Tuesday, May 21, 2013
<Official Document> Excerpts from unedited diary log of Dr. Michael Anderson found on scene.
May 1: I received a call from a Dr. Mosango, a resident physician in the Kikwit region of Zaire, Africa. He had some exciting news about a new strain of Ebola. I was less than enthusiastic about taking on a new venture, but the Center for Disease Control and Prevention (CDC) had agreed to pay my way out into the field for further examination. As a side note, I was not particularly prepared and had to have a second rate professor take over my classes for the semester. I do hope the students do not suffer as a result of incompetent tutelage.
May7: The flight to Africa was long and uneventful. Even the in-flight film wasn't particularly entertaining. I landed just after 3pm. After meeting with Dr. Mosango, who has insisted I refer to him as Carl, I am convinced that something more is happening than a simple classification or reclassification of the Ebola virus. For a long time, many in the scientific community have thought bats were the reservoir of the virus. Carl has found a new strain that behaves in very peculiar ways. I need to get to my hotel and get some solid sleep before I can examine the evidence at hand.
May 8: After grabbing a soft bagel from the hotel's lobby, I met with Carl to discuss the day's plan. I must say that, for a scientist, he is extremely robust and energetic. I find the change most welcome. Here is a large man who is truly enthusiastic about his work; not a common thing among my colleagues back home. Carl sits me down in front of a bifocal microscope to examine a cell cluster. At first, I assume that the virus he discovered is a bacteriophage as all of the bacteria in the growth medium appear to be dead. As I look on, however, these bacterial cells suddenly appear to be reforming, or, dare I say, rejuvenating. I turned to Carl astonished, and he simply smiled back at me as though he knew that something amazing was happening.
May 10: After some experimentation, Carl and I have learned that the virus will attack and kill a cell, but then somehow it will infuse the dead cell with the power to regrow itself. We still do not know the mechanism behind this process, but clearly we are not dealing with Ebola or any such hemorrhagic fever. This virus was something new. I don't want to presume too much, but, if this works the way I imagine, it could very well unlock the potential for human beings to extend life indefinitely.
May 24: It has been some time since I have written in my diary. Carl and I have been hard at work trying to make sense of a remarkable discovery. The military showed up today, at no surprise to myself. Carl seemed a bit unnerved but I explained to him that any scientific discovery that could potentially benefit the military was routinely visited. This seemed to calm him somewhat, although I fear the US government will take over this project, thus wresting it out of our hands and taking all the credit. General so-and-so did his cursory overview of our project, seemed unimpressed, and then left without a word. In truth, I was relieved that Carl and I could continue our research unabated.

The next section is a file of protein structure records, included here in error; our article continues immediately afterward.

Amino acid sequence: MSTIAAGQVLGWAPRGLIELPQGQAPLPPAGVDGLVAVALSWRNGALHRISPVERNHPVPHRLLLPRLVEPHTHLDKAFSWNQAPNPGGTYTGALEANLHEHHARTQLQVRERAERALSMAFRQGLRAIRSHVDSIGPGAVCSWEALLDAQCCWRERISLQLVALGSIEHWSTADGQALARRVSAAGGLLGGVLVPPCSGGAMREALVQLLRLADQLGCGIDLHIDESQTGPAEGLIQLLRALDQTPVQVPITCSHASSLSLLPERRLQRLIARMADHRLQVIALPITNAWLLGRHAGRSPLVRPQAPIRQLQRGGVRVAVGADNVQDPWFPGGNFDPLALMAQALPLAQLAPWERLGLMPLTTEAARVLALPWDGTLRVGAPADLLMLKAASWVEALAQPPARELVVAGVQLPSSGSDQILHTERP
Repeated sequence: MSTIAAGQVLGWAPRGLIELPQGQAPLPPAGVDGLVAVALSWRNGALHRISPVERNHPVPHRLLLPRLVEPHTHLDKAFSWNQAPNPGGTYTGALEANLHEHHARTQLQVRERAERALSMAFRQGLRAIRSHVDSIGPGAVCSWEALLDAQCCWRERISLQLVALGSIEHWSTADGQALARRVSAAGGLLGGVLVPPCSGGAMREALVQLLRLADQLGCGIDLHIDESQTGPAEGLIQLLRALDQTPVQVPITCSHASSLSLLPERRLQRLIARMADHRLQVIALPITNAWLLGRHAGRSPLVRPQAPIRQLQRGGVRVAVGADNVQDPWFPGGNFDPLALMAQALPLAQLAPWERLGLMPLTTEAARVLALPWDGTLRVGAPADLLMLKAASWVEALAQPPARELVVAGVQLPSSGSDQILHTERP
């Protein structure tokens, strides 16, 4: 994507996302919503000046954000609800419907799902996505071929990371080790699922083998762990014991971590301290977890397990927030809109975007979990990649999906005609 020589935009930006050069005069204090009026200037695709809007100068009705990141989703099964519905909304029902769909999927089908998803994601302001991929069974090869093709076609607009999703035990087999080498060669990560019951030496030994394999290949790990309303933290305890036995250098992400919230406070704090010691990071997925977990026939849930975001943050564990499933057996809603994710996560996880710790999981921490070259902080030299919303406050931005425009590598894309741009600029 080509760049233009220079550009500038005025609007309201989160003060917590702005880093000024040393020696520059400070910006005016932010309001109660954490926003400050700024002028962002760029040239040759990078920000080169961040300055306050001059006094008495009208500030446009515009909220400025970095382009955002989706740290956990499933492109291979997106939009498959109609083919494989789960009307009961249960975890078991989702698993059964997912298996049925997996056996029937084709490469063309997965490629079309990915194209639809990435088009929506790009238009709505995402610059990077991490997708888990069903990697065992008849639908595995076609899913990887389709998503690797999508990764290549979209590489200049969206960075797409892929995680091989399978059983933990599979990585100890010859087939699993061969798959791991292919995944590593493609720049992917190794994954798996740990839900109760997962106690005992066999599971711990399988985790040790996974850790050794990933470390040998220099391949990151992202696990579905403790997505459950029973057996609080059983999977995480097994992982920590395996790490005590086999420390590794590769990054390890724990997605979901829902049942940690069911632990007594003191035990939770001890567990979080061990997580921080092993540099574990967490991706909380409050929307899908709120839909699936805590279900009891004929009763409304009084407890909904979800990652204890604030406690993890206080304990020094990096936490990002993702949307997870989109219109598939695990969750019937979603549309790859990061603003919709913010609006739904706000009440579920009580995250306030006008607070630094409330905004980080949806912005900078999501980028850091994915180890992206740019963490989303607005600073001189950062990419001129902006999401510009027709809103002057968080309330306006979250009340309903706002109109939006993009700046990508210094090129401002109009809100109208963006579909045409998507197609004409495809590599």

June 17: I came across something today that both Carl and I find extremely disturbing. In an effort to apply the unique attributes of the virus to human cells, we chose mice as our test subjects. An injection of a small portion of the virus caused the mice to die. This was not unexpected. The surprising part was that, after a few moments, depending on how much of the virus was injected, the mice that had clinically died had come back to life. Normally, this would account for a significant scientific breakthrough. Unfortunately, it was a matter of moments before the reanimated mice began attacking and eating the unaffected mice in the same cage. I think back to George Romero's "Night of the Living dead". Have we discovered the mechanism that reanimates the dead?
July 24: The infected mice have gained control over the population. Carl and I decided that the best experiment for this type of pathogen was to expose it to a neutral atmosphere. Affected and unaffected alike behaved in ways that were anticipated. The infected overcame the uninfected in mere minutes. Imagine if there were human subjects. My primary goal now is to find a way to somehow disable the reanimation process of the virus, or, at best, find a way to kill it without harming the host.
Aug 18: Carl is dead. He tried to escape from the lab and the armed guards shot him. Apparently they know that this experiment is more important than human life. I don't agree with their decision but I think Carl is now free from all the terrible things that I am now expected to perform. The Maker Rest his Soul.
Sept 1: I can't help but stare at the microscope. I know now that any efforts I make are all being recorded. Honestly, I don't mind. I just want all of this to be over. Let's hope that all these crazy, religious bastards slip up and let me go. I may be a scientist, but I am also a man who has a family. I'll be damned if they take that away from me. I will do my best to get in touch with some important people that I know. If I could only get out of this mess...